Move to mark life of man who gave RAF the Hurricane

Discussion in 'Stories' started by Colin1, Dec 26, 2009.

  1. Colin1

    Colin1 Active Member

    Joined:
    Jan 2, 2009
    Messages:
    3,541
    Likes Received:
    0
    Trophy Points:
    36
    Occupation:
    Engineer and overgrown schoolboy
    Location:
    United Kingdom
    By Gordon Rayner
    Chief Reporter


    The Daily Telegraph 26 December 2009

    As the designer of such aircraft as the Hawker Hurricane and Hawker Harrier, Sir Sydney Camm has been described as the Isambard Kingdom Brunel of aeronautical engineering.
    Yet his vital contribution to victory in the Second World War and his leading role in post-war defence has remained largely unrecognised by the British public.
    More than 40 years after his death, a fund-raising appeal has been launched to educate future generations about his towering achievements by installing a full-sized replica of a Hurricane in his home town of Windsor and setting up a scholarship fund in his name.
    The appeal is being backed by Sir Sydney's only grandchild, Elizabeth Dickson, who believes her grandfather's "reserved, quiet" personality is the reason he has never been lauded to the same extent as other key figures of the war.

    "He was never one to blow his trumpet and had to be persuaded to accept his knighthood" she said. "He deserves to be remembered not only as the designer of the Hurricane but perhaps more importantly, as the pioneer of vertical flight in the form of the Harrier, which is still in service 40 years after he died".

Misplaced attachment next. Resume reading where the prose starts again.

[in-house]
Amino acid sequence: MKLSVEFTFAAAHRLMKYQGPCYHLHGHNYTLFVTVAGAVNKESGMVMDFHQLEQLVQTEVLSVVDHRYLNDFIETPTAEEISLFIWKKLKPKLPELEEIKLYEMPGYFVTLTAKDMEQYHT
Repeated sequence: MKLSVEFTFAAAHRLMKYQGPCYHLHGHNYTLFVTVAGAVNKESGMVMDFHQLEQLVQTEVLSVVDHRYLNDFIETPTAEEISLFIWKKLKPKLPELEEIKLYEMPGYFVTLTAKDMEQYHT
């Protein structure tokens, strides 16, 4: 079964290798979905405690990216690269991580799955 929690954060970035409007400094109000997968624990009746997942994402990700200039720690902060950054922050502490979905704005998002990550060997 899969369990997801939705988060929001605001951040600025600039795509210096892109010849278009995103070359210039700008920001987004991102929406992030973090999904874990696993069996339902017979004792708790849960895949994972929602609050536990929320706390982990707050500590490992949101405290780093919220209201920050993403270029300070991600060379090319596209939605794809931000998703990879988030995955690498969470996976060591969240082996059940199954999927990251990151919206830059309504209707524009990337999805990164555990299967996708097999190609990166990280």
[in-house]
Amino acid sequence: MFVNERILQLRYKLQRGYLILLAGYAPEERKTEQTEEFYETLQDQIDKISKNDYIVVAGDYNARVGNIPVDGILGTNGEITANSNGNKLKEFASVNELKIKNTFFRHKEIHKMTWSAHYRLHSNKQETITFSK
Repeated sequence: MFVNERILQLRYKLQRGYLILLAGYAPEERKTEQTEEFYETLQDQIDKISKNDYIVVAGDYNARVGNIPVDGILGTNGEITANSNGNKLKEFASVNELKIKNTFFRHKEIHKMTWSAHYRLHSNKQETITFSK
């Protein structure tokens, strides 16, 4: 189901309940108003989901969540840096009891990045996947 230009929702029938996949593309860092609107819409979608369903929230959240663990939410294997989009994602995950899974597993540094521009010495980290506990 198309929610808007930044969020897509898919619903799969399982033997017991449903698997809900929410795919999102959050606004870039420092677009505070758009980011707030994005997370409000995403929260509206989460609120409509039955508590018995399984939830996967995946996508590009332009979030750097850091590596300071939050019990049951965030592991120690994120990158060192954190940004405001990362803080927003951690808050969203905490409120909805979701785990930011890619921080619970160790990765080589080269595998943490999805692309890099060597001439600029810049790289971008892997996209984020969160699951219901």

Mrs Dickson, who was 12 when Sir Sydney died in 1966 added, "He was a wonderful grandfather and I always remember him reading me bedtime stories. Oddly enough, he never liked flying and on one occasion when he had to go to America, he opted to go by sea".

    Sir Sydney joined Hawker in 1923 and was so prolific that at one point in the 1930s more than eight in ten aircraft in the RAF were designed by him. Having designed biplanes including the Hart, the Hind and the Fury, he designed the Hurricane in 1934, of which 14,500 were built. He later became one of the leading designers of the jet age.

    The Hawker Hunter, which first flew in 1951, was the fastest aircraft of its time.

    Before his death Sir Sydney also designed the prototype of the revolutionary Hawker Harrier, the first aeroplane capable of vertical take-off and landing, which played a pivotal role in winning the Falklands conflict.
     
  2. vikingBerserker

    vikingBerserker Well-Known Member

    Joined:
    Apr 10, 2009
    Messages:
    24,093
    Likes Received:
    656
    Trophy Points:
    113
    Occupation:
    Korporate Kontrolleur
    Location:
    South Carolina
    WOW, what a shame he never recevied the recognition he should have in life.
     
  3. stona

    stona Well-Known Member

    Joined:
    Mar 28, 2009
    Messages:
    7,534
    Likes Received:
    948
    Trophy Points:
    113
    I reckon that's fair enough. Mitchell had his "Spitfire in a greenhouse" in Hanley (Stoke on Trent) for years. It has now moved into the Potteries museum. I know of an R J Mitchell school in Hornchurch, a town with obvious Spitfire connections.
    I've always been a fan of the Hurricane and it would be good to see some kind of permanent recognition of the life and work of Sir Sidney.
     
Loading...

Share This Page